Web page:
So we’re heading to week three at TechStars, and while the problems we want to solve have changed, the products wer’re building have shifted 180 degrees.On one hand, this is marvelous–we’re going to get real products into the market and used by customers sooner than we thought; on the other hand.
But as we narrow and focus our ideas to deliver something small, I am also working to make sure our product strategy and our actual roadmap remain large, so that we don’t narrow our business as we focus our releases. Managing this process in myself makes me wonder if companies who are successful through TechStars will end up with very similar approaches to development and iteration, and that in turn, makes me think about the days when I thought of goiing to grad school to get an MFA in Poetry(which I never did.) Back then, one of my concerns was that I’d lose my own voice and sound like an “Iowa” writer. Will this be a similar thing? I don’t think so, but the comparison–and how influenced I am by the very smart, common sense feedback and great perspectives the mentors share–does make me smile.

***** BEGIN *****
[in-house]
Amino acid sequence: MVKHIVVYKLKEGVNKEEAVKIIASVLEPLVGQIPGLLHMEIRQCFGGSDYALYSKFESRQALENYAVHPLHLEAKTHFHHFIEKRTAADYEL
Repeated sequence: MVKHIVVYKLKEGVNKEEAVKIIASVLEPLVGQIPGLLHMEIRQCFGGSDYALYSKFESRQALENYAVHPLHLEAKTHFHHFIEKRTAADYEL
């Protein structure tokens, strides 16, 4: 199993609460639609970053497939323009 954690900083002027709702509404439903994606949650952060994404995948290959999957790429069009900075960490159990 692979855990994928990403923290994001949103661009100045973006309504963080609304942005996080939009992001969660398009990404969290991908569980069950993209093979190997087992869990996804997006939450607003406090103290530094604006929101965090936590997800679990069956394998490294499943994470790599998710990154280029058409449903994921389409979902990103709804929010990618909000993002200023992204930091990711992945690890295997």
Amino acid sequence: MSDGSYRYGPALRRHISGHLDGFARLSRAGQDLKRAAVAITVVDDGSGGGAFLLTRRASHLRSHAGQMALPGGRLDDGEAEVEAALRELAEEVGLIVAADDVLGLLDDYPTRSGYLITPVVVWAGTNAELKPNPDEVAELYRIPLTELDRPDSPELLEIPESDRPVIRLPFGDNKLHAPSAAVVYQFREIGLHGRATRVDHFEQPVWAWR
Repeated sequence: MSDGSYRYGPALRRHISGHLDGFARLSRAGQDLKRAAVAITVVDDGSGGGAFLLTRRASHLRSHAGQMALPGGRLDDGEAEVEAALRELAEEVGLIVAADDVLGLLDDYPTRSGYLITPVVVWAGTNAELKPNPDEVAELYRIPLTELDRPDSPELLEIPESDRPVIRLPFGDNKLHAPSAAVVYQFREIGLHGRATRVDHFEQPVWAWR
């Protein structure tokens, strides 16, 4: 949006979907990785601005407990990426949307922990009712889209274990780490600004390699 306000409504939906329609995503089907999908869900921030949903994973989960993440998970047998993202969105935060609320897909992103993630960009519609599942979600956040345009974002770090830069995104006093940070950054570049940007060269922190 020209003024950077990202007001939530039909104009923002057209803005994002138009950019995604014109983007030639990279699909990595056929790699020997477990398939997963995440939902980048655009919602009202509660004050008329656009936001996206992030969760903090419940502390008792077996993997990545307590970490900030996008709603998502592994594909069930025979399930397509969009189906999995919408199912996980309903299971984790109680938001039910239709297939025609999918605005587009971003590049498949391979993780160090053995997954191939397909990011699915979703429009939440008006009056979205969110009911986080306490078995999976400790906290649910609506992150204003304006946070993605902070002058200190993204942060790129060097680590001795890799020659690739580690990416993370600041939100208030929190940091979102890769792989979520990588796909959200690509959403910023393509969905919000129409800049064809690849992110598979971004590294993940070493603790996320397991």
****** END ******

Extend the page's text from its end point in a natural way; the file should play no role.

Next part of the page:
On a similar note, I’m thinking about how the kind of meet up I am in the middle of right now, hanging with a bunch of programmers and their Apple machines, around a big table in the back of The Cup, is like a digital sewing circle (sorry, guys.) We’re all working, focused on our machines, and yet there is an easy comraderie and some shared talk and chatter. It’s good energy, lightening the load of the day with companionship and shared purpose, and a change of scenery (some of these folks work together and this is the satellite office.)